Rainbow Gathering

If songwriter Harold Arlen had written only “Stormy Weather” and “Over the Rainbow,” his reputation would be solid. That he wrote more than 400 other tunes gives license to the 8 p.m. tribute show Friday and Saturday at Johnson County Community College’s Carlsen Center (12345 College Boulevard in Overland Park, 913-469-4445). Over the Rainbow is certain to elate more than just hardcore Arlen devotees. Coinciding with the 100th anniversary of Arlen’s birth, the concert is a comprehensive flip through an Arlen songbook that also includes “That Old Black Magic” and “One for My Baby.” Headlining are Faith Prince, from Falsettoland and Guys and Dolls (she earned a Tony for her definitive Adelaide), and Tony nominee Tom Wopat — yes, the Dukes of Hazzard Tom Wopat, whose artistically dubious beginnings have been trumped by Broadway credits such as Annie Get Your Gun, Chicago and this spring’s revival of Glengarry Glen Ross. — Steve Walker

Danny Cox rocks

SAT 1/29
Vanguard Nights, a legendary coffeehouse at 43rd Street and Main, showcased acts such as the Nitty Gritty Dirt Band and Brewer and Shipley more than 25 years ago. In a quest to revive that milieu, CrossCurrent Productions, KC’s folk-arts alliance, presents a concert with Danny Cox at 8 p.m. Saturday at All Souls Unitarian Universal Church (4501 Walnut). Cox, a mainstay in local music and theater circles since the ’60s, performs new pieces as well as the standards he sang at the long-gone venue. Tickets are $20 in advance and $25 at the door; call 816-941-9435. — Annie Fischer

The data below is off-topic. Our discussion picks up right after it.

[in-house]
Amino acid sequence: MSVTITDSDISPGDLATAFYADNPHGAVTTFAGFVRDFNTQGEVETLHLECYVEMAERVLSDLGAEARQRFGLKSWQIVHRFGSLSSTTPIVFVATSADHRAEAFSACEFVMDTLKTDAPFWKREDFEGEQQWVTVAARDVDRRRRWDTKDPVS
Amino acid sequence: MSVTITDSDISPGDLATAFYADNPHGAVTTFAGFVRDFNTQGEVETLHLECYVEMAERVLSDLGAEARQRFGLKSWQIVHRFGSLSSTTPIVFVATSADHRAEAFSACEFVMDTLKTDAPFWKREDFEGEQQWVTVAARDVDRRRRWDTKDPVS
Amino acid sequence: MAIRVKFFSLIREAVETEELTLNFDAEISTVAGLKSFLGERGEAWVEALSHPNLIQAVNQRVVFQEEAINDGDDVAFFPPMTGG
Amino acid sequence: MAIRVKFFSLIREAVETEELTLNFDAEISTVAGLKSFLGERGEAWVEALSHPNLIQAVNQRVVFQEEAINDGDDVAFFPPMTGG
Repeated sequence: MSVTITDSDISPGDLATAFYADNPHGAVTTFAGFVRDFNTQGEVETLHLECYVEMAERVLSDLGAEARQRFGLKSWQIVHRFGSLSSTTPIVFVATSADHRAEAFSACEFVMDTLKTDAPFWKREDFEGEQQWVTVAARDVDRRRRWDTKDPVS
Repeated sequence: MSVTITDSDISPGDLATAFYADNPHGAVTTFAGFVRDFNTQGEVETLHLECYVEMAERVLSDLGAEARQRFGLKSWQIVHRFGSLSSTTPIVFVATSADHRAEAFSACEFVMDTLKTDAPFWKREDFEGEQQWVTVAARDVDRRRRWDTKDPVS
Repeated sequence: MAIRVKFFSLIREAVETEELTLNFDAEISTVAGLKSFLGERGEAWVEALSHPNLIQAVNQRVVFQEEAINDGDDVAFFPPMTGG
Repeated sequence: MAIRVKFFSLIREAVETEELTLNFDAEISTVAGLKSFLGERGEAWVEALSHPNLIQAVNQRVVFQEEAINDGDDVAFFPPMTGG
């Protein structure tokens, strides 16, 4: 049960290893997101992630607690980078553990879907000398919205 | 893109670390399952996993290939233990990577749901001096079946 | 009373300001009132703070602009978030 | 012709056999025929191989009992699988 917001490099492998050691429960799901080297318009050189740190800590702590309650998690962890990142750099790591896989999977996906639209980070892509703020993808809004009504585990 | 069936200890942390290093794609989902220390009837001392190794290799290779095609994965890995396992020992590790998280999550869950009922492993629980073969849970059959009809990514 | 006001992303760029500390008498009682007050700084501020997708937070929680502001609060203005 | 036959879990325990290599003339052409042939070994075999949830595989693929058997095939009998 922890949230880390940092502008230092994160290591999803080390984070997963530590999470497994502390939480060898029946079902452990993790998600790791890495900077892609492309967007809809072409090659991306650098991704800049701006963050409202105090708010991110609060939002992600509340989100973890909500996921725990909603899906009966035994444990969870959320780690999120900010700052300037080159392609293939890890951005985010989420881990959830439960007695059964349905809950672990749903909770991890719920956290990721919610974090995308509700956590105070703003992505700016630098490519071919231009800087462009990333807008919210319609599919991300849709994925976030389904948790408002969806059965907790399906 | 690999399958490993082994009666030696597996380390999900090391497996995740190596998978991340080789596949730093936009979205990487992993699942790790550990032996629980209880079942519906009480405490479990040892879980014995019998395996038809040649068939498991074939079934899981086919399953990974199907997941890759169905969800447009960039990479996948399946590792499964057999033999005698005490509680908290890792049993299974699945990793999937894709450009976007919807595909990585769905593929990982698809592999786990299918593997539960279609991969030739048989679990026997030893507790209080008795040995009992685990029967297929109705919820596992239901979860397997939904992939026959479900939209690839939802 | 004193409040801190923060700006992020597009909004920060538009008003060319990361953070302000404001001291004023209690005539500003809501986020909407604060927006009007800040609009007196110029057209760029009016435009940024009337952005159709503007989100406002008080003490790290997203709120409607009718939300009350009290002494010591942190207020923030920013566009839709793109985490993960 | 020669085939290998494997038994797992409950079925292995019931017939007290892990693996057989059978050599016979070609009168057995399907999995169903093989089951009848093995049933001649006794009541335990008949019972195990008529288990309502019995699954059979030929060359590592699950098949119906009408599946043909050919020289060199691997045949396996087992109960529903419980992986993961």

Got the Blues?

You’re in good company.

Combining sorrowful music and a fatal disease would seem to make for an unpleasant evening. Instead, the Blues Bash at Blayney’s (415 Westport Road) should rank among the young year’s most joyous all-day musical events. In what organizers hope will be a lucky construction, the Blues Bash celebrates its 13th year with 13 bands in 13 hours, starting at 2 p.m. Saturday. The roster includes electric-guitar wizards, acoustic storytellers and party-starting funk-soul hybrids. And though some enthusiasts might want to stick around and see the whole spectrum, a hand-stamp policy allows paying visitors ($10 is the suggested donation) to dart in and out of the venue. The 8-11 p.m. block — which includes Lonnie Ray, Four Fried Chickens and a Coke, and Cotton Candy — might be the best bet. The Bash serves as the regional centerpiece for the Sudden Infant Death Syndrome educational campaign. Until 10 p.m., all cover charges benefit the locally based SIDS Resources. For more information, call 913-671-1818. —Andrew Miller